by Kim Rendfeld
Before he became a martyr in Frisia in 754, Saint Boniface had put his affairs at Fulda in order. Part of that was summoning his younger kinswoman Lioba, whom he had installed as abbess at Bischofsheim. He gave Lioba his cowl and instructed the monks of Fulda that they were to treat her with reverence and, when her time came, to place her remains in the same tomb as his.
|Photo by Kandschwar, statue of Lioba in Schornsheim|
Those instructions must have worked. Lioba spent the rest of her days in Francia, visiting the royal court, convents, and the monastery at Fulda, where no other woman was allowed to enter.
Given how close Lioba and Boniface were in life, it might not be a surprise that his parting words to her would have such an effect. In a letter to him, she reminds her kinsman that her father died eight years before and her mother was grievously ill. "I am the only daughter of my parents, and unworthy though I be, I wish that I might regard you as a brother; for there is no other man in my kinship in whom I have such confidence as in you."
Most of what we know about the British-born Lioba comes from her hagiography written by the monk Rudolf of Fulda almost 60 years after her death. Like other hagiographies, Lioba’s story includes dreams and miracles, with parallels to biblical characters and events, the accuracy of which I will leave to the reader to decide.
“In appearance she was angelic,” Rudolf wrote, “in word pleasant, dear in mind, great in prudence, Catholic in faith, most patient in hope, universal in her charity. … No one ever heard a bad word from her lips; the sun never went down upon her anger. … So great was her zeal for reading that she discontinued it only for prayer or for the refreshment of her body with food or sleep: the Scriptures were never out of her hands.”
Childhood in the Church
Like Boniface, Lioba (also spelled Leoba) was born in the Saxon kingdom of Wessex. Her parents, Dynne and Aebbe, had given up on having a child, but then Aebbe dreamed that she bore a church bell in her bosom, which rang out merrily when withdrawn. A nurse told Aebbe that she was going to have a daughter and she must dedicate the child to the Church the way Anna offered Samuel to the temple.
Aebbe handed her daughter over to the care of Mother Tetta, abbess of Wimbourne and future saint who believed in the power of mercy and prayer. Wimbourne was a double monastery where men and women did not mix. Women who entered stayed for life unless there was a greater cause.
Growing up, Lioba proved to be serious and pious. A dream she had of an endless purple thread from her mouth, she was told, was a sign that her wise counsel would be felt in other lands.
That dream was fulfilled when Boniface sent for Lioba, who had a reputation for being learned. Boniface was founding abbeys where the practice of Christianity had slipped, and he needed people he could trust to watch over them. Tetta was not happy to let Lioba go but felt like the need was too great for her to refuse.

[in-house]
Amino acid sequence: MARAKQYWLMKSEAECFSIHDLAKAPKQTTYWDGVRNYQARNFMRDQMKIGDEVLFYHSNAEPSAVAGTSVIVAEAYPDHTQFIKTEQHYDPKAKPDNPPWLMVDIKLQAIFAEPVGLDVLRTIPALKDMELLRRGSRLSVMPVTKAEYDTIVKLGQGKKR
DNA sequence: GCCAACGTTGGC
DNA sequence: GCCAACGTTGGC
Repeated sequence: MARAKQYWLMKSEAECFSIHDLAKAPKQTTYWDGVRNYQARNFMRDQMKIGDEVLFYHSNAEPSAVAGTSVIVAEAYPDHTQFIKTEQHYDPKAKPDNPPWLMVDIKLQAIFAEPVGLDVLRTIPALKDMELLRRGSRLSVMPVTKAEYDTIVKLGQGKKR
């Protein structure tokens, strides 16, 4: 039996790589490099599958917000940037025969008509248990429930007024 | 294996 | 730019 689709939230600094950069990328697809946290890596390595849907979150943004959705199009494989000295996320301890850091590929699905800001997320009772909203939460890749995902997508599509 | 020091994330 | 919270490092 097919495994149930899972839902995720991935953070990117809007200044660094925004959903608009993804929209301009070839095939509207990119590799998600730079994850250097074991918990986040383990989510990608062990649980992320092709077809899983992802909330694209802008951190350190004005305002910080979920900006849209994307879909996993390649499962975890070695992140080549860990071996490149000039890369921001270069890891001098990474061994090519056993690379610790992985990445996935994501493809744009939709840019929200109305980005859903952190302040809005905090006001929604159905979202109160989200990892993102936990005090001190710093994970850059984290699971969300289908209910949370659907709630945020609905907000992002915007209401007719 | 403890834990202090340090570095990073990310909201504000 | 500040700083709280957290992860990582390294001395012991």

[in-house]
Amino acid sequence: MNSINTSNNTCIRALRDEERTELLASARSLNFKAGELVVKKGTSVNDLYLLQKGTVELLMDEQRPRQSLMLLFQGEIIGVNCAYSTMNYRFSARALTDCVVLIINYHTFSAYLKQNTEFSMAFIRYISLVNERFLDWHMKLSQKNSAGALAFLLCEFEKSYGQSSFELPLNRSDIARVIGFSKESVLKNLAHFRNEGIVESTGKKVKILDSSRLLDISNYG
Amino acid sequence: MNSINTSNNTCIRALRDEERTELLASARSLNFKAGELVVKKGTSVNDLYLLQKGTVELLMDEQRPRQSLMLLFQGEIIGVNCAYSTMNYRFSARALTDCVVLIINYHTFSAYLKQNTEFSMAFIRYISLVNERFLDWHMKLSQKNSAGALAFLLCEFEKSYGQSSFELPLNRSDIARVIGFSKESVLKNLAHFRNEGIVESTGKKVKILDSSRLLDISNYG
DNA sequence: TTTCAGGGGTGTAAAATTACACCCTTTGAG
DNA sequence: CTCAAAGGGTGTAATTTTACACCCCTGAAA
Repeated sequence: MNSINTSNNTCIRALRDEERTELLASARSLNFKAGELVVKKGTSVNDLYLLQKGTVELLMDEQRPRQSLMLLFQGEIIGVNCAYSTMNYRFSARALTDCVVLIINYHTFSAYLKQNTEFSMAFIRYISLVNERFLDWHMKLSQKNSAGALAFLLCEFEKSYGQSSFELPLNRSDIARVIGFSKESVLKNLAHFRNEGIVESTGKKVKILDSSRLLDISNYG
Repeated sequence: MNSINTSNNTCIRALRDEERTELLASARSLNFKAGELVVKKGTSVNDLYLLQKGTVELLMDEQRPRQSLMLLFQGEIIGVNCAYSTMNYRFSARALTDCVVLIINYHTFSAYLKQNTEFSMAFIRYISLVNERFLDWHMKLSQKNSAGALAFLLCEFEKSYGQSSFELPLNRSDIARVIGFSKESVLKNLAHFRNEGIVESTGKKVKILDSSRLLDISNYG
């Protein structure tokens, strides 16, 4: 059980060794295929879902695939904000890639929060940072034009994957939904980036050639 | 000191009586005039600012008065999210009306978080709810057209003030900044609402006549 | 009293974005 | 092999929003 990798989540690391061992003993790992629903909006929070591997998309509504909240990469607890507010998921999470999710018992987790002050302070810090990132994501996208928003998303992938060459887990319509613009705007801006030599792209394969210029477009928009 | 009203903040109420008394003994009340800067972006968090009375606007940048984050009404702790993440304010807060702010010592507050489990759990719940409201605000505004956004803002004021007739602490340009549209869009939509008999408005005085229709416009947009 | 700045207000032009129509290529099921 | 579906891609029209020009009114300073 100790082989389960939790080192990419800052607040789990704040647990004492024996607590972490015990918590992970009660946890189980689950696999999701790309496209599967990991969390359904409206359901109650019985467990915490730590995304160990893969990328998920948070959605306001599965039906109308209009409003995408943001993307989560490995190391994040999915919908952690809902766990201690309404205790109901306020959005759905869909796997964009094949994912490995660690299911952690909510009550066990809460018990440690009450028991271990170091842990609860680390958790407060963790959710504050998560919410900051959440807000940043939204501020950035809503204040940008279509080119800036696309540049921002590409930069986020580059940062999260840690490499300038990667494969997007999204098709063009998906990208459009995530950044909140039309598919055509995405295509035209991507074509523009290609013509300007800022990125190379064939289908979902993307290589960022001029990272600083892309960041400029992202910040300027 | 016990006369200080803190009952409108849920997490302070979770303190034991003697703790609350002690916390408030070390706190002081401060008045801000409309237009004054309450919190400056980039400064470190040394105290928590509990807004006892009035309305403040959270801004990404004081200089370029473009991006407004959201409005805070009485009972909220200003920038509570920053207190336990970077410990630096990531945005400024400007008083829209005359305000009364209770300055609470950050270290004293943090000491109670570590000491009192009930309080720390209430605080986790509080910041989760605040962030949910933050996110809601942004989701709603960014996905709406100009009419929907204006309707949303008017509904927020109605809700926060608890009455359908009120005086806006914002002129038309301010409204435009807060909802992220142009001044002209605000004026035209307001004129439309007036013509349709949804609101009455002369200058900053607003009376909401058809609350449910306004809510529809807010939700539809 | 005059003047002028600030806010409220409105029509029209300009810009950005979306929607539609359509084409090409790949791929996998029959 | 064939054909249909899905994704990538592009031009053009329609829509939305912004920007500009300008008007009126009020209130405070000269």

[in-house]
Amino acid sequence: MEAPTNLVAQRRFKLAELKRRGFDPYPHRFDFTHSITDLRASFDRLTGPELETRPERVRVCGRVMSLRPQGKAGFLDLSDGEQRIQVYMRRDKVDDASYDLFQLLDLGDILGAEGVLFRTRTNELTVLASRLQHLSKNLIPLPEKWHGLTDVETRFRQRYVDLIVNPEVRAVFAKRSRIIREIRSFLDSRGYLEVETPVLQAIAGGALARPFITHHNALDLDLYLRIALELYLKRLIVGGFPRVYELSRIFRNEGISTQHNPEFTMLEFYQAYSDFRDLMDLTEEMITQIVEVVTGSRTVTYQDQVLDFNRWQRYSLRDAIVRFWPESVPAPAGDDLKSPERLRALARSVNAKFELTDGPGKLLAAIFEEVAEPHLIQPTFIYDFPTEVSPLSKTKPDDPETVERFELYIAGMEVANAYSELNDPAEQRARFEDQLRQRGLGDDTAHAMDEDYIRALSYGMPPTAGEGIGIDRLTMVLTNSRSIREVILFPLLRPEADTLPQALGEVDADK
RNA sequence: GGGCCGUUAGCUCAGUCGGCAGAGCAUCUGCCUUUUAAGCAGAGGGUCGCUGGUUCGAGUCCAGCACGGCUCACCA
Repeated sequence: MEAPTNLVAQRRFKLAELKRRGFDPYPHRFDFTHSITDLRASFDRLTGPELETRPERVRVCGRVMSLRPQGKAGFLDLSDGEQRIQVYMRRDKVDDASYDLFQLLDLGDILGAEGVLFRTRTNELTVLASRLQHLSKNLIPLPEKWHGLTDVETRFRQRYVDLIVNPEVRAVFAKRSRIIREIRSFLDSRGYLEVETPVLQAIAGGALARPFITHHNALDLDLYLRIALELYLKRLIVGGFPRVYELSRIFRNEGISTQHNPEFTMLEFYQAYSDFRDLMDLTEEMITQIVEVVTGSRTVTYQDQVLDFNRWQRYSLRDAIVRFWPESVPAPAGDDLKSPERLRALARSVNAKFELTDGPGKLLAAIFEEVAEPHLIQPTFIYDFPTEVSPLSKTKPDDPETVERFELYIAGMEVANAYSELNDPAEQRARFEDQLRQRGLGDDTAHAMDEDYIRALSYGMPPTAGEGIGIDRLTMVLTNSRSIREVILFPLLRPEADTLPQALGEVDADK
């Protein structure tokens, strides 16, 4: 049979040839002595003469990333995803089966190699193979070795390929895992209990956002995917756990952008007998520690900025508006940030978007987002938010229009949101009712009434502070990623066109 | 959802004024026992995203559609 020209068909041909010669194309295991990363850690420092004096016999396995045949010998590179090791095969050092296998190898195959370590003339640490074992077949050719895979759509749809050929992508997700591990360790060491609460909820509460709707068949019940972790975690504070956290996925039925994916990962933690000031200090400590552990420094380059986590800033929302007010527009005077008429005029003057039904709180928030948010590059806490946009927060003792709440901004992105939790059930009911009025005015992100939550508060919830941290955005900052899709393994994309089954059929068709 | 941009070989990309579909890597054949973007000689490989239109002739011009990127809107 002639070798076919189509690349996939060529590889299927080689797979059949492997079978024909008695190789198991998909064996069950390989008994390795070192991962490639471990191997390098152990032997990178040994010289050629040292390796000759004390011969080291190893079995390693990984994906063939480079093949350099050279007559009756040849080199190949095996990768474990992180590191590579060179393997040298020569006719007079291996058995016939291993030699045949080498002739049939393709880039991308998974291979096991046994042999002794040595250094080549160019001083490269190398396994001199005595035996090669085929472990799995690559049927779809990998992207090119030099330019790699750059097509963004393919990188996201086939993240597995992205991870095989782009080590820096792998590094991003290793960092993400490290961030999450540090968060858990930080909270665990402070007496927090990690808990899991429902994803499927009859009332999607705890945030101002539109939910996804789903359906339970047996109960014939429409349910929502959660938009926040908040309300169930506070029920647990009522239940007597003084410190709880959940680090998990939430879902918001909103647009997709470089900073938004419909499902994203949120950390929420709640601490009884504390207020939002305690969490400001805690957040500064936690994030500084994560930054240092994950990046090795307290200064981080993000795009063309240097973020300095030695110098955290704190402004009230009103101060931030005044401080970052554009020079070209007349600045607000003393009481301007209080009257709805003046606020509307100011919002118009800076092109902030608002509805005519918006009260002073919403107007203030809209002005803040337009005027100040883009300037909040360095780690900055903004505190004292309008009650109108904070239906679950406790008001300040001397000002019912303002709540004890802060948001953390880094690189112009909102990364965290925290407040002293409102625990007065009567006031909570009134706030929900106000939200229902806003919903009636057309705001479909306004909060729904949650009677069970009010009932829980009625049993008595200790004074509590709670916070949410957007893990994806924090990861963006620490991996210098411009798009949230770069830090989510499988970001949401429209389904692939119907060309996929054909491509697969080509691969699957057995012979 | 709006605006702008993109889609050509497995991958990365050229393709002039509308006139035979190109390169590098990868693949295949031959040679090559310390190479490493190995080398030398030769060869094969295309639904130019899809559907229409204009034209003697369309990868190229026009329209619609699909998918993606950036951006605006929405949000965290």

Life in Francia
Lioba arrived in Bischofsheim (now called Tauberbischofsheim) around 748. She trained other nuns on the principles of monastic life and many of her disciples became abbesses themselves.
|Photo by Andreas Praefcke, Lioba (right)|
with Saints Walburga and Michael
Lioba lived for 25 years after Boniface’s martyrdom. She was often invited to the Frankish court and well received and respected for her wisdom. She was an advisor to Pepin and his sons, Charles and Carloman (who didn‘t get along). After Carloman died, she still was in Charles’s favor and became close to Hildegard. Perhaps, she was even like a second mother to the young queen, who might have been 13 when she married in 772.
But she “detested the life at court like poison,” Rudolf wrote. And so she would return to her work, mainly mentoring nuns.
At some point, her age and failing health caught up with her. Perhaps when she was in her 60s, she must have realized she had little time left. After settling her affairs at the convents under her care, she retired to Scoranesheim. But Queen Hildegard made one final request to see her.
For the sake of her friendship with the queen, Lioba visited her but soon left. Her farewell is an intimate gesture. She kissed Hildegard on the mouth, forehead, and eyes, and called her “most precious half of my soul.”
Lioba died a few days after returning home. The monks remembered Boniface’s request but they were reluctant to break into his tomb. So she was buried nearby and moved to a different location in the church several years later. (After her hagiography was written, she was moved a few more times after that, finally resting in Petersburg Abbey in Fulda.)
Miracles continued to be attributed to Lioba after her death. One involved a man cured of his twitching. When asked what happened, he said he had a vision of an old man in a bishop’s stole accompanied by a young woman in a nun’s habit who took him by the hand, lifted him up, and presented him to the bishop to be blessed.
The Letters of Saint Boniface, p. 37-38
Medieval Sourcebook: Rudolph of Fulda: Life of Leoba
"Saint Lioba of Bischofsheim" Saints.SQPN.com. 2 April 2013. Web. 8 June 2013.
All images from Wikimedia Commons, permission granted under the terms of GNU Free Documentation License.
The Cross and the Dragon, published by Fireship Press, and the yet-to-be published The Ashes of Heaven’s Pillar. For more about Kim and her fiction, visit kimrendfeld.com or her blog, Outtakes. You can also connect with her on Facebook and Twitter.